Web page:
Okay, I’ll be honest: I was putting off finishing this post in hopes that I could do one big post about the end of both the WGA and SAG-AFTRA strikes. Although SAG-AFTRA and AMPTP are back at the negotiating table since last week, as of this writing, they haven’t made a deal.
The WGA, however, has made a deal and, in a trend they established from the get-go, the WGA has provided a great summary of what is coming out of the deal and a breakdown of what they asked for in May, what the AMPTP’s initial response (or non-response), and what the WGA got out of the deal at the end.
This second link is what I really enjoyed reviewing because, if you recall lo these many moons ago, the AMPTP didn’t respond or rejected many of the WGA’s proposals and here, on this side of time, there are many, many gains. Some gains weren’t as good as what the WGA wanted, a couple were better, and again, the big thing for me was for the 9 proposals from the WGA that the AMPTP outright rejected back in May. With this deal, the AMPTP reversed and offered something on 8 of them, including the much-covered issue of the use of AI in scriptwriting. Bean counters without terminal cases of loss aversion can point to the fact that the WGA asked for changes that meant increased costs of $429 million per year, but the deal means increased costs of $233 million per year (were I a bean counter myself, I would check how much of that is tied to addressing inflation, but my premise is it’s a “nontrivial amount.)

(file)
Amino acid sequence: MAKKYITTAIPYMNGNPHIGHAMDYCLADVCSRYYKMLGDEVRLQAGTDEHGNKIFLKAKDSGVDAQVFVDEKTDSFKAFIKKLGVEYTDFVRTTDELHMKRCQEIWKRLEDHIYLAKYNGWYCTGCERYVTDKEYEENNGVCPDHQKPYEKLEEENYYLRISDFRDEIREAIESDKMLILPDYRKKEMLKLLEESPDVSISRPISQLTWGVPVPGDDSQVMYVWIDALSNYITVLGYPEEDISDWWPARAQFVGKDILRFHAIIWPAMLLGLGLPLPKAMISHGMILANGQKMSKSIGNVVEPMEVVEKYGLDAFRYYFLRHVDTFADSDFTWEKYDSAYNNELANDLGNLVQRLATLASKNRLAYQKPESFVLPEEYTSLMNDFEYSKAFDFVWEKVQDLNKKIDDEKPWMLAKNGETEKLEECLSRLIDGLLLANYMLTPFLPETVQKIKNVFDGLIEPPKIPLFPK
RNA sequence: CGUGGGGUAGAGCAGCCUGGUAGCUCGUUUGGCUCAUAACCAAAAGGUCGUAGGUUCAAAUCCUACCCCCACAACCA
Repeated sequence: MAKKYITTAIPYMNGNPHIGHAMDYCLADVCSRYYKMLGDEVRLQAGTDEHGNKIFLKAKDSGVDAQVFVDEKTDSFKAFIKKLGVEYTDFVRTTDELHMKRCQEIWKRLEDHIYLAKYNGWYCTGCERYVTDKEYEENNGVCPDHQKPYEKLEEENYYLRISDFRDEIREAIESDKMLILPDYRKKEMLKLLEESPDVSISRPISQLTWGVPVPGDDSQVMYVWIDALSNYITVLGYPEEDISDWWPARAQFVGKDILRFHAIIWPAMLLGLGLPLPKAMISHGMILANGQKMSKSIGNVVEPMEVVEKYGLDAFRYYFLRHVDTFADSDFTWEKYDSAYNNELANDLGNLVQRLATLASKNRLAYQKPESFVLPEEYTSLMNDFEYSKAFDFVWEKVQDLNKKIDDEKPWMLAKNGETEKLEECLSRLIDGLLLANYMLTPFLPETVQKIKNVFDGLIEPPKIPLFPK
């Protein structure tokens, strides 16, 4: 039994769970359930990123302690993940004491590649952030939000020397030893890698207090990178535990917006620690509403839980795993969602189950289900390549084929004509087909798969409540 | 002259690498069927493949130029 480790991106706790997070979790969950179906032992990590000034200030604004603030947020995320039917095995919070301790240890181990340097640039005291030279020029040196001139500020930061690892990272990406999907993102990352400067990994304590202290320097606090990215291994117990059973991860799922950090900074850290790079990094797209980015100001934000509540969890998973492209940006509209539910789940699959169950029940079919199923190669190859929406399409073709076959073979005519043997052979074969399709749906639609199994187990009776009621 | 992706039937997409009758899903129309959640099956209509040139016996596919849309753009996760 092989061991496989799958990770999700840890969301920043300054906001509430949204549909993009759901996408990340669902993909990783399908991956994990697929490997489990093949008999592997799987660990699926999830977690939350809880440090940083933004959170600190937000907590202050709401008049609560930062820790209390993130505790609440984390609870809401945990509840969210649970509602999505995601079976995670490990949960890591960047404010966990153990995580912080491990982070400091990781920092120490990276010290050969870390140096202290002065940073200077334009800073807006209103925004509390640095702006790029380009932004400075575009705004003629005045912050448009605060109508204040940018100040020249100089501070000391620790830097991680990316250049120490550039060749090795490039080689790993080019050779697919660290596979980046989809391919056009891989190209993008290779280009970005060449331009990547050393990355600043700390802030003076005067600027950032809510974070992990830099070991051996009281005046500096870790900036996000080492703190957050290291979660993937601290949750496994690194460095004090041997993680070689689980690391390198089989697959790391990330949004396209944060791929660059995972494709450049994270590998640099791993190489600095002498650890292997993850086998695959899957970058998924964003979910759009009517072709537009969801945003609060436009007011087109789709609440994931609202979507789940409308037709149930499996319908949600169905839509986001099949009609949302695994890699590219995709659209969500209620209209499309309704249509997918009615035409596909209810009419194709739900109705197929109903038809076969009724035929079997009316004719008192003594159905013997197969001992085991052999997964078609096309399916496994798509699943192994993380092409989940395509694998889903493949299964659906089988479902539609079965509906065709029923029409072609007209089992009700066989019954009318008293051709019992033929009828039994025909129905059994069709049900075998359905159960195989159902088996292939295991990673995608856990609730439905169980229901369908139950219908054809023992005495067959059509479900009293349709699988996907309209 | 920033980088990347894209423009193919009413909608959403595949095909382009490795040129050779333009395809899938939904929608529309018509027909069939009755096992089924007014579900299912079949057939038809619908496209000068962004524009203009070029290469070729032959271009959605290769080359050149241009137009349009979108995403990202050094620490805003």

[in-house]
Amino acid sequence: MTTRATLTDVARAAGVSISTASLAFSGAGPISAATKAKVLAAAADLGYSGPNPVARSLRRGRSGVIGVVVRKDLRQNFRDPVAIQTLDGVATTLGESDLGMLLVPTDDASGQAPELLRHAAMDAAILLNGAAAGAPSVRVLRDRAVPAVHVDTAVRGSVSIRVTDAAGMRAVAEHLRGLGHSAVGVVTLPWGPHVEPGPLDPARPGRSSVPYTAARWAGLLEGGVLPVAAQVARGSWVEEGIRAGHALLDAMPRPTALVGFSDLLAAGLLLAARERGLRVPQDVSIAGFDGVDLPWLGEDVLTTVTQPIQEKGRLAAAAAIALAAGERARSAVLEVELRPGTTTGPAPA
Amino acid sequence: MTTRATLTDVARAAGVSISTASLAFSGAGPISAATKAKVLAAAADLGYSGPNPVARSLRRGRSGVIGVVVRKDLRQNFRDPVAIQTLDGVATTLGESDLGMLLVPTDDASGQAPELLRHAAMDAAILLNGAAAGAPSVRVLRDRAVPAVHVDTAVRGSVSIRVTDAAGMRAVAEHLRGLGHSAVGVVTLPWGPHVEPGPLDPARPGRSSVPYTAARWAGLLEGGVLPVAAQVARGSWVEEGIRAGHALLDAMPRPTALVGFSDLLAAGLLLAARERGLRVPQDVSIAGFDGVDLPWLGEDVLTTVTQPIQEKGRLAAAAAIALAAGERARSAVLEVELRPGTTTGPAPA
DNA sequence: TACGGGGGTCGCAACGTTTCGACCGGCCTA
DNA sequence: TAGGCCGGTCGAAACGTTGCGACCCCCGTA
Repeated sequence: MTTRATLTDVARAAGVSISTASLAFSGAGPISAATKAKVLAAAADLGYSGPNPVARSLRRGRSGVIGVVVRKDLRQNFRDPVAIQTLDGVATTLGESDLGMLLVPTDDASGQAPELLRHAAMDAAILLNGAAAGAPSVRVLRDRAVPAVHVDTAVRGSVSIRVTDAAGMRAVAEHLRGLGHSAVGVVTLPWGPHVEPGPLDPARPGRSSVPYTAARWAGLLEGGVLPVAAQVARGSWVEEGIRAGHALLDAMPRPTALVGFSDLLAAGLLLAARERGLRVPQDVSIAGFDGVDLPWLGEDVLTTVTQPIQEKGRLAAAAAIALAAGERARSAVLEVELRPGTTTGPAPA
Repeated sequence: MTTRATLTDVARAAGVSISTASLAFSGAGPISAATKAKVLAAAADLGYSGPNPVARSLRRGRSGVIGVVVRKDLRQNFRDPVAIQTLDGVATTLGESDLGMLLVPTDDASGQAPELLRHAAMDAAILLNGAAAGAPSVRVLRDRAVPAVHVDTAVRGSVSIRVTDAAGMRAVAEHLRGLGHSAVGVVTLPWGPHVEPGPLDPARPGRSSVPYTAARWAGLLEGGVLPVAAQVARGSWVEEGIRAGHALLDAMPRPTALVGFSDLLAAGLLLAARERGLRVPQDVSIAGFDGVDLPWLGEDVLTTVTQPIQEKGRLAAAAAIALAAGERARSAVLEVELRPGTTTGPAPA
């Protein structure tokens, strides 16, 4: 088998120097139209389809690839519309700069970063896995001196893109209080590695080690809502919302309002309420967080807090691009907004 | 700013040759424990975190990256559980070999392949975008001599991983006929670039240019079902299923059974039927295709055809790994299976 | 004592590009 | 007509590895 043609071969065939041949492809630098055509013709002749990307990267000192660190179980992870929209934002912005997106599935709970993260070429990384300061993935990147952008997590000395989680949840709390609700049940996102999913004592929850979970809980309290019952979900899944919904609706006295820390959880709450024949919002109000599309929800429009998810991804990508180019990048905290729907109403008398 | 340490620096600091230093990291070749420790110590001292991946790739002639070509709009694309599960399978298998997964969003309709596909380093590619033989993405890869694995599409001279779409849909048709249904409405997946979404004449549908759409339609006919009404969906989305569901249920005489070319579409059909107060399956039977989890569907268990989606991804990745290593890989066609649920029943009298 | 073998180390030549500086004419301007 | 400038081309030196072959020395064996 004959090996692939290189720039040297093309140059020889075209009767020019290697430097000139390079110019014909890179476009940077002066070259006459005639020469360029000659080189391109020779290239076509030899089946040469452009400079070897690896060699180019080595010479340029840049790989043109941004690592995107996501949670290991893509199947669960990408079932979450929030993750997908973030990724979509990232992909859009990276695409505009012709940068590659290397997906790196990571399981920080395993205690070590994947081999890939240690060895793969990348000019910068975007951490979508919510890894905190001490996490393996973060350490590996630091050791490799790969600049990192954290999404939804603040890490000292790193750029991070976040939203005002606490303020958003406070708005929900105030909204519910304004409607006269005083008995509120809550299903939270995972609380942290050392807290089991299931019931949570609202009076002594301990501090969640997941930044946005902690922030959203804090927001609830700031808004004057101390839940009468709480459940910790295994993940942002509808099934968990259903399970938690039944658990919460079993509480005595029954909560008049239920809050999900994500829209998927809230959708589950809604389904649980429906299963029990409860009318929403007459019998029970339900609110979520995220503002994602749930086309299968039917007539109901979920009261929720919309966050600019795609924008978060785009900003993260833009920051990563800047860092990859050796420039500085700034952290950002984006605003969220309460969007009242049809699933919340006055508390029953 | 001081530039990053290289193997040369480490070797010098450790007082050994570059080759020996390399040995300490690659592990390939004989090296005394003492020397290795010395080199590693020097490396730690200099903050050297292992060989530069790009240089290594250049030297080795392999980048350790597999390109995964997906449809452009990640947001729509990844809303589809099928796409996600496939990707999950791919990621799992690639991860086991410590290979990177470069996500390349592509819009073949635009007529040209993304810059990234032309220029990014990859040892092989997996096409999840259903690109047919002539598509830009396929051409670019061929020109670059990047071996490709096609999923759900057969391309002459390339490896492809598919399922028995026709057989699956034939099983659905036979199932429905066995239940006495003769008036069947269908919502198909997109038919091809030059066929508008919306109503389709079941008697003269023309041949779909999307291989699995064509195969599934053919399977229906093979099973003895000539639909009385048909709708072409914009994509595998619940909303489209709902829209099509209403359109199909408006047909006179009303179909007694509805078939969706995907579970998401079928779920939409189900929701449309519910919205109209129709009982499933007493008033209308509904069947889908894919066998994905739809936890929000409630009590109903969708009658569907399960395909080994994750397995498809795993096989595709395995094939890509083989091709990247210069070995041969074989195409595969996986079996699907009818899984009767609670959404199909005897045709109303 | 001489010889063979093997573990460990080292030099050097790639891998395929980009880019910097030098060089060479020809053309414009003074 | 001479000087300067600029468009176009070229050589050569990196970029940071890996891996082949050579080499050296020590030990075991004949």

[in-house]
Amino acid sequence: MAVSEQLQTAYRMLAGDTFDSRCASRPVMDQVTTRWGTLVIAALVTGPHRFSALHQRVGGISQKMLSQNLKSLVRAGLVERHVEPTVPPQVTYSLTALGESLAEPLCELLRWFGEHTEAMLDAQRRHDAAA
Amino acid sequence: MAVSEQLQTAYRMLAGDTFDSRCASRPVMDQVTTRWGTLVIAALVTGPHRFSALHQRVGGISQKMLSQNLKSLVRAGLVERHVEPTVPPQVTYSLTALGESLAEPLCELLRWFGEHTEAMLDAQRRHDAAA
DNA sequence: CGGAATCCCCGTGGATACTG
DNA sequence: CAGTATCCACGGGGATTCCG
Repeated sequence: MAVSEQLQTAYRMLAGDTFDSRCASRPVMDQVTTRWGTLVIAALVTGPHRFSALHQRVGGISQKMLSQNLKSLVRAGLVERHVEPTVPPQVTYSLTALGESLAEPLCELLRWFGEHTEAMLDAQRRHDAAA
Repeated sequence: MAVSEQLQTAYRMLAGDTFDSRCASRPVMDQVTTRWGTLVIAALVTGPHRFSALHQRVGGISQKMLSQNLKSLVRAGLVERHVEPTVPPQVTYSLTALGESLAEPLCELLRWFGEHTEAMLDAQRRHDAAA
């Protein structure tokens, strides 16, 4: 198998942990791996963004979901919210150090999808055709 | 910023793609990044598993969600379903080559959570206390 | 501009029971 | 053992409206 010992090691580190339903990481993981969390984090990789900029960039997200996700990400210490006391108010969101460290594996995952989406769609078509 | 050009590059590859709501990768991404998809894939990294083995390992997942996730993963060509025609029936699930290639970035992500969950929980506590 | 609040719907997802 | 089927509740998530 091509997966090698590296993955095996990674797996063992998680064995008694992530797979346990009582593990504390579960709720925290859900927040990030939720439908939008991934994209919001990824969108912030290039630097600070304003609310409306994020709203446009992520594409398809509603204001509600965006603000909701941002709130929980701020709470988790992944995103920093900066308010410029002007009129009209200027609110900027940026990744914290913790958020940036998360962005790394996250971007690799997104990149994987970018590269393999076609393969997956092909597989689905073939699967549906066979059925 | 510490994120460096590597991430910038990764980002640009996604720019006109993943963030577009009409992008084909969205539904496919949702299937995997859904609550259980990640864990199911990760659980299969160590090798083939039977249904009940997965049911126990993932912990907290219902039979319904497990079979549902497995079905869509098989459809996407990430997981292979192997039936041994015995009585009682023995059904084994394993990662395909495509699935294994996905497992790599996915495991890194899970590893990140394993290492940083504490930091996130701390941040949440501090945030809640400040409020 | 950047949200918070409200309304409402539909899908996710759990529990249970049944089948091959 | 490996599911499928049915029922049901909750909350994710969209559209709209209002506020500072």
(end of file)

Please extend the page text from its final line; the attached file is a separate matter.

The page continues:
Reading the summaries above, it probably comes as no surprise that media coverage declares this an unabashed victory for the WGA specifically and organized labor generally.
Alissa Wilkinson and Emily Stewart at Vox give a good overview in their “explainer” style that hits all the various issues that have been covered this summer. Josef Adalian over at Vulture gives more of an “oral history” style of how things went down, a general approach shared by Cynthia Littleton, Matt Donnelly, and Kate Aurthur for industry publication Variety. Plus, Molly McPherson writes for Forbes about specific tactics WGA used to great effect to end in the deal.
Since this coverage, I’ve seen multiple times from multiple people “why did it take this long to get to this deal?” Hopefully, that helps speed along sensible negotiations with the SAG-AFTRA deal and, indeed, the studio heads seem to be involved with those now.
A final note: I was holding off on posting this long enough so that news has come that the WGA membership has voted to approve the deal overwhelmingly. (As someone who’s been an election official for local elections where a minority of registered voters voted and that percentage of a percentage was reported as “overwhelming,” I was pleased to see both a comfortable majority of WGA members voted and, of that majority, a substantial majority approved the deal).